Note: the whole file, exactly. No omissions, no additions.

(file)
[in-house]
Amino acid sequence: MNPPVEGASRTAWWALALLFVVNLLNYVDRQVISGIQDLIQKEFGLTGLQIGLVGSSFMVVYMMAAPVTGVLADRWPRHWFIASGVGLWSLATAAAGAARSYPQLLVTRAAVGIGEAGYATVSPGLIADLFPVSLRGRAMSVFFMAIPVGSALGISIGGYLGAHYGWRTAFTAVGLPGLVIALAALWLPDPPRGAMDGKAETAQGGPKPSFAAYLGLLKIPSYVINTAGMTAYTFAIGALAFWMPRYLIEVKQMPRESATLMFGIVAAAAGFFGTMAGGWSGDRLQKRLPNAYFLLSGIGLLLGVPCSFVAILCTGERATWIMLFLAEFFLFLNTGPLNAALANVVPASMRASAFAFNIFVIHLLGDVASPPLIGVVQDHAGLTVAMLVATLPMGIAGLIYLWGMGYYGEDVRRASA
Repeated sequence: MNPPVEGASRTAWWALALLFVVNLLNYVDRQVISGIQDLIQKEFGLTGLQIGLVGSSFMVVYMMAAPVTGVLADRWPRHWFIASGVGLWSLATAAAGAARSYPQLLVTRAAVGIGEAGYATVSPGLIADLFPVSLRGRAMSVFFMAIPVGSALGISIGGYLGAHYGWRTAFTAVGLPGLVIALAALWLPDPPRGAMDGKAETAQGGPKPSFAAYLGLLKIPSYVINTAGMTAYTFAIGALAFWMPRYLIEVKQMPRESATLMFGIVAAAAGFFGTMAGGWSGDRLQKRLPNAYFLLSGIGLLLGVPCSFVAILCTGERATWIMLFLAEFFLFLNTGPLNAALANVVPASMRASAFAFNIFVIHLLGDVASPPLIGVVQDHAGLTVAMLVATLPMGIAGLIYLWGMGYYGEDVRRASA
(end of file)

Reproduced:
[in-house]
Amino acid sequence: MNPPVEGASRTAWWALALLFVVNLLNYVDRQVISGIQDLIQKEFGLTGLQIGLVGSSFMVVYMMAAPVTGVLADRWPRHWFIASGVGLWSLATAAAGAARSYPQLLVTRAAVGIGEAGYATVSPGLIADLFPVSLRGRAMSVFFMAIPVGSALGISIGGYLGAHYGWRTAFTAVGLPGLVIALAALWLPDPPRGAMDGKAETAQGGPKPSFAAYLGLLKIPSYVINTAGMTAYTFAIGALAFWMPRYLIEVKQMPRESATLMFGIVAAAAGFFGTMAGGWSGDRLQKRLPNAYFLLSGIGLLLGVPCSFVAILCTGERATWIMLFLAEFFLFLNTGPLNAALANVVPASMRASAFAFNIFVIHLLGDVASPPLIGVVQDHAGLTVAMLVATLPMGIAGLIYLWGMGYYGEDVRRASA
Repeated sequence: MNPPVEGASRTAWWALALLFVVNLLNYVDRQVISGIQDLIQKEFGLTGLQIGLVGSSFMVVYMMAAPVTGVLADRWPRHWFIASGVGLWSLATAAAGAARSYPQLLVTRAAVGIGEAGYATVSPGLIADLFPVSLRGRAMSVFFMAIPVGSALGISIGGYLGAHYGWRTAFTAVGLPGLVIALAALWLPDPPRGAMDGKAETAQGGPKPSFAAYLGLLKIPSYVINTAGMTAYTFAIGALAFWMPRYLIEVKQMPRESATLMFGIVAAAAGFFGTMAGGWSGDRLQKRLPNAYFLLSGIGLLLGVPCSFVAILCTGERATWIMLFLAEFFLFLNTGPLNAALANVVPASMRASAFAFNIFVIHLLGDVASPPLIGVVQDHAGLTVAMLVATLPMGIAGLIYLWGMGYYGEDVRRASA